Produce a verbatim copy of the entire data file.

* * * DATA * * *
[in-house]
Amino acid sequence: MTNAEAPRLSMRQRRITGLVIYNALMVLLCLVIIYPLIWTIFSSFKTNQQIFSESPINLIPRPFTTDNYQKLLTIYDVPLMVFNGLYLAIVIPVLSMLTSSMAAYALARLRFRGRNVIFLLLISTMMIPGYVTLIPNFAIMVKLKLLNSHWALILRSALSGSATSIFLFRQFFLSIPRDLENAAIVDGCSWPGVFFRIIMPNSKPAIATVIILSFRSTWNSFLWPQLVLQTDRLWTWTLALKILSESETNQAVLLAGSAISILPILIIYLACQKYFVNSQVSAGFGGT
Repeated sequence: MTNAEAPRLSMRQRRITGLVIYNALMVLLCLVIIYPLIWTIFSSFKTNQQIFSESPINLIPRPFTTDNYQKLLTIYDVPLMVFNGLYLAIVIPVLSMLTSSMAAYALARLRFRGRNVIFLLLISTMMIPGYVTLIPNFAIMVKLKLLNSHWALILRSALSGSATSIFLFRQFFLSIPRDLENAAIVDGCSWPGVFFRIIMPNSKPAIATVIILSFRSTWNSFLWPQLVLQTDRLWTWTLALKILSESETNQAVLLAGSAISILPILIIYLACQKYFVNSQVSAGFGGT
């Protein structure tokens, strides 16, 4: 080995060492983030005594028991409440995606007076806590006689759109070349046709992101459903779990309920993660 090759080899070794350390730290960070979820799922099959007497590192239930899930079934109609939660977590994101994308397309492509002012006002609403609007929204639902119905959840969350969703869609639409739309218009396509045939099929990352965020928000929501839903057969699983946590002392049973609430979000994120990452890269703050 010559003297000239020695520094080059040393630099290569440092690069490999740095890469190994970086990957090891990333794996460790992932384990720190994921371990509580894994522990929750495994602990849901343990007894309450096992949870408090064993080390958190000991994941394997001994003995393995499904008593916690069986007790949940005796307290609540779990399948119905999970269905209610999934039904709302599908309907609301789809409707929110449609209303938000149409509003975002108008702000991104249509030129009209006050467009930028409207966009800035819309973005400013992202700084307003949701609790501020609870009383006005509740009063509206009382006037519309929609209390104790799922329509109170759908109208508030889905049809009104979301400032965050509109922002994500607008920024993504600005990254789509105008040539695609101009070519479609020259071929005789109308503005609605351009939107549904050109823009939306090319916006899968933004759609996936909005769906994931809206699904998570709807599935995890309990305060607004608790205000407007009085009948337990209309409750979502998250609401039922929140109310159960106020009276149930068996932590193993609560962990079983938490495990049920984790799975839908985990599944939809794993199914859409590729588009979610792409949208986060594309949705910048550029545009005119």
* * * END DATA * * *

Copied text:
[in-house]
Amino acid sequence: MTNAEAPRLSMRQRRITGLVIYNALMVLLCLVIIYPLIWTIFSSFKTNQQIFSESPINLIPRPFTTDNYQKLLTIYDVPLMVFNGLYLAIVIPVLSMLTSSMAAYALARLRFRGRNVIFLLLISTMMIPGYVTLIPNFAIMVKLKLLNSHWALILRSALSGSATSIFLFRQFFLSIPRDLENAAIVDGCSWPGVFFRIIMPNSKPAIATVIILSFRSTWNSFLWPQLVLQTDRLWTWTLALKILSESETNQAVLLAGSAISILPILIIYLACQKYFVNSQVSAGFGGT
Repeated sequence: MTNAEAPRLSMRQRRITGLVIYNALMVLLCLVIIYPLIWTIFSSFKTNQQIFSESPINLIPRPFTTDNYQKLLTIYDVPLMVFNGLYLAIVIPVLSMLTSSMAAYALARLRFRGRNVIFLLLISTMMIPGYVTLIPNFAIMVKLKLLNSHWALILRSALSGSATSIFLFRQFFLSIPRDLENAAIVDGCSWPGVFFRIIMPNSKPAIATVIILSFRSTWNSFLWPQLVLQTDRLWTWTLALKILSESETNQAVLLAGSAISILPILIIYLACQKYFVNSQVSAGFGGT
């Protein structure tokens, strides 16, 4: 080995060492983030005594028991409440995606007076806590006689759109070349046709992101459903779990309920993660 090759080899070794350390730290960070979820799922099959007497590192239930899930079934109609939660977590994101994308397309492509002012006002609403609007929204639902119905959840969350969703869609639409739309218009396509045939099929990352965020928000929501839903057969699983946590002392049973609430979000994120990452890269703050 010559003297000239020695520094080059040393630099290569440092690069490999740095890469190994970086990957090891990333794996460790992932384990720190994921371990509580894994522990929750495994602990849901343990007894309450096992949870408090064993080390958190000991994941394997001994003995393995499904008593916690069986007790949940005796307290609540779990399948119905999970269905209610999934039904709302599908309907609301789809409707929110449609209303938000149409509003975002108008702000991104249509030129009209006050467009930028409207966009800035819309973005400013992202700084307003949701609790501020609870009383006005509740009063509206009382006037519309929609209390104790799922329509109170759908109208508030889905049809009104979301400032965050509109922002994500607008920024993504600005990254789509105008040539695609101009070519479609020259071929005789109308503005609605351009939107549904050109823009939306090319916006899968933004759609996936909005769906994931809206699904998570709807599935995890309990305060607004608790205000407007009085009948337990209309409750979502998250609401039922929140109310159960106020009276149930068996932590193993609560962990079983938490495990049920984790799975839908985990599944939809794993199914859409590729588009979610792409949208986060594309949705910048550029545009005119």